Myocardial protection via coronary sinus interventions: superior effects of arterialization compared with intermittent occlusion.
It has been reported that infarct size can be reduced by several interventions, by which arterial blood is delivered retrogradely to the ischemic myocardium through the cardiac veins or alternatively the cardiac venous system is intermittently occluded. Accordingly, we studied several modalities of myocardial protection that used the cardiac venous system and compared them by means of a quantitative technique for measuring infarct size. Thus 73 anesthetized dogs with coronary arterial occlusion were randomized into the following groups: group I (n = 9), 6 hr of occlusion without any intervention; group II (n = 11), venovenous shunt (60 ml/min) to the great cardiac vein; group III (n = 11), arteriovenous shunt to the anterior interventricular vein; group IV (n = 12), high flow arteriovenous shunt to the anterior interventricular vein (60 ml/min); group V (n = 11), arteriovenous shunt to the great cardiac vein (60 ml/min); group VI (n = 10), arteriovenous shunt to the great cardiac vein (60 ml/min) combined with diastolic occlusion of the great cardiac vein; group VII (n = 9), intermittent pressure-controlled occlusion of the great cardiac vein without arterialization. The arteriovenous shunt (groups III to VI) or venovenous shunt (group II) was done by selective catheterization of the anterior interventricular vein or the great cardiac vein, advancing a catheter from the jugular vein through the right atrium and coronary sinus under fluoroscopic control. This catheter was then connected to a cannula located either in the carotid artery (groups III to VI) or in the right atrium (group II). One minute after occlusion, 99mTc-labeled albumin microspheres (8 mCi) were injected into the left atrium for the subsequent assessment of the hypoperfused zone, which is the area at risk for infarction.(ABSTRACT TRUNCATED AT 250 WORDS)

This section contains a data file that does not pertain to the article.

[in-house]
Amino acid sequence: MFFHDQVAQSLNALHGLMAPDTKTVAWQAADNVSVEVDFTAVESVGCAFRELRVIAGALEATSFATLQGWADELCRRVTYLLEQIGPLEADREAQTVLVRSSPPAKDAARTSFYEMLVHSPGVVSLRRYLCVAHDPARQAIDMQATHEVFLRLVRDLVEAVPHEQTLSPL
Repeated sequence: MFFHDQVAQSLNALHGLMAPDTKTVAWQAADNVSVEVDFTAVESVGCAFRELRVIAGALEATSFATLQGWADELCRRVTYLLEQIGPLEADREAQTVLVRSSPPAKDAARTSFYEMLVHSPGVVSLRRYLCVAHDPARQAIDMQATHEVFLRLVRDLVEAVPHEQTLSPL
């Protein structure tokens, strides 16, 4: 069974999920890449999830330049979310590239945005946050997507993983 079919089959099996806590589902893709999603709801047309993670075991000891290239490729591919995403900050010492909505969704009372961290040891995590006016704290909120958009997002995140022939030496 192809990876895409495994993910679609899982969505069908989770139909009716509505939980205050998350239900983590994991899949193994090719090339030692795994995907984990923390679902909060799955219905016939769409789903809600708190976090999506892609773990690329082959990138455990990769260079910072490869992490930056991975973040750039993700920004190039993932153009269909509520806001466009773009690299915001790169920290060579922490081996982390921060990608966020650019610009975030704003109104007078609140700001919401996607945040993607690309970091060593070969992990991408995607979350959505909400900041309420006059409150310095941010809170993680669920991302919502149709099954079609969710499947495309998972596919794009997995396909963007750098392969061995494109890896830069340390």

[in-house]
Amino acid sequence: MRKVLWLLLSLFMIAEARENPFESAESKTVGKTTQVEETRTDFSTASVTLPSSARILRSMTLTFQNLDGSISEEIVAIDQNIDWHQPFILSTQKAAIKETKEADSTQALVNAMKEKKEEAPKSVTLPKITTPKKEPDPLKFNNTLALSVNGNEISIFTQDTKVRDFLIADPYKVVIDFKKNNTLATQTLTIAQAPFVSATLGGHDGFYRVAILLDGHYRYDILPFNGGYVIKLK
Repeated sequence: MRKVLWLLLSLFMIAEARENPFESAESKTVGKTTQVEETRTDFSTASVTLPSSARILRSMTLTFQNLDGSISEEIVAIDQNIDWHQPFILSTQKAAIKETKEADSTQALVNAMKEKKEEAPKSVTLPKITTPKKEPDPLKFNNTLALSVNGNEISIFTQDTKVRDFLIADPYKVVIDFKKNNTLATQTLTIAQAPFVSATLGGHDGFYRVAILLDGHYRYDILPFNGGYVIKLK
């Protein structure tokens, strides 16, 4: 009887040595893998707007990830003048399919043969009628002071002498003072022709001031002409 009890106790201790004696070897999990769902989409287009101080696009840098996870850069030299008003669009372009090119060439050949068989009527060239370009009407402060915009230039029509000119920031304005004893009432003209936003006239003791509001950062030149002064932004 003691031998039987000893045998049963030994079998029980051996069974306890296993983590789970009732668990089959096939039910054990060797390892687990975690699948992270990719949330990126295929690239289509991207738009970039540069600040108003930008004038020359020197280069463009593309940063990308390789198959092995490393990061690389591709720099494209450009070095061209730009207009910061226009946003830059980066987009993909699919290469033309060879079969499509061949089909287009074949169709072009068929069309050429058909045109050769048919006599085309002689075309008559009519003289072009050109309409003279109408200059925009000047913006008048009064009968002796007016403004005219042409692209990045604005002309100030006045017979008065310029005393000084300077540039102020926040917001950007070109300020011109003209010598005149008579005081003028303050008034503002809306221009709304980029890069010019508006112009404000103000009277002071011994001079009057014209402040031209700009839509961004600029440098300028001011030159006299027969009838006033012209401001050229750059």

- Copyright © 1985 by American Heart Association